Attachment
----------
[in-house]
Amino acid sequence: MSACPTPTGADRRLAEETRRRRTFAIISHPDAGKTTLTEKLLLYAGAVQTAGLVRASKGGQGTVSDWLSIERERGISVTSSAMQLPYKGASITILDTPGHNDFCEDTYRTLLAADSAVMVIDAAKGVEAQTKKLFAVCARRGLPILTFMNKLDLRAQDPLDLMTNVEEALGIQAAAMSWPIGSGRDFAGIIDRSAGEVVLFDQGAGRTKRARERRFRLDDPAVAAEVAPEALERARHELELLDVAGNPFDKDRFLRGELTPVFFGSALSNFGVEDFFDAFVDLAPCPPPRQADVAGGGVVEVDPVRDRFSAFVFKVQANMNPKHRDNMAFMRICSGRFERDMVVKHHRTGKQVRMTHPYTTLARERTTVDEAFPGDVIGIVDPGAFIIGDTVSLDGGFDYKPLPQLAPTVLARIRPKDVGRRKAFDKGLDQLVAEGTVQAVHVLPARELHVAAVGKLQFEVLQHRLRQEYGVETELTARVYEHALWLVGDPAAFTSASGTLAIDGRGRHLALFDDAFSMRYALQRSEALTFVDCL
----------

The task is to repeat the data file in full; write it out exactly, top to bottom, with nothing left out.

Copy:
[in-house]
Amino acid sequence: MSACPTPTGADRRLAEETRRRRTFAIISHPDAGKTTLTEKLLLYAGAVQTAGLVRASKGGQGTVSDWLSIERERGISVTSSAMQLPYKGASITILDTPGHNDFCEDTYRTLLAADSAVMVIDAAKGVEAQTKKLFAVCARRGLPILTFMNKLDLRAQDPLDLMTNVEEALGIQAAAMSWPIGSGRDFAGIIDRSAGEVVLFDQGAGRTKRARERRFRLDDPAVAAEVAPEALERARHELELLDVAGNPFDKDRFLRGELTPVFFGSALSNFGVEDFFDAFVDLAPCPPPRQADVAGGGVVEVDPVRDRFSAFVFKVQANMNPKHRDNMAFMRICSGRFERDMVVKHHRTGKQVRMTHPYTTLARERTTVDEAFPGDVIGIVDPGAFIIGDTVSLDGGFDYKPLPQLAPTVLARIRPKDVGRRKAFDKGLDQLVAEGTVQAVHVLPARELHVAAVGKLQFEVLQHRLRQEYGVETELTARVYEHALWLVGDPAAFTSASGTLAIDGRGRHLALFDDAFSMRYALQRSEALTFVDCL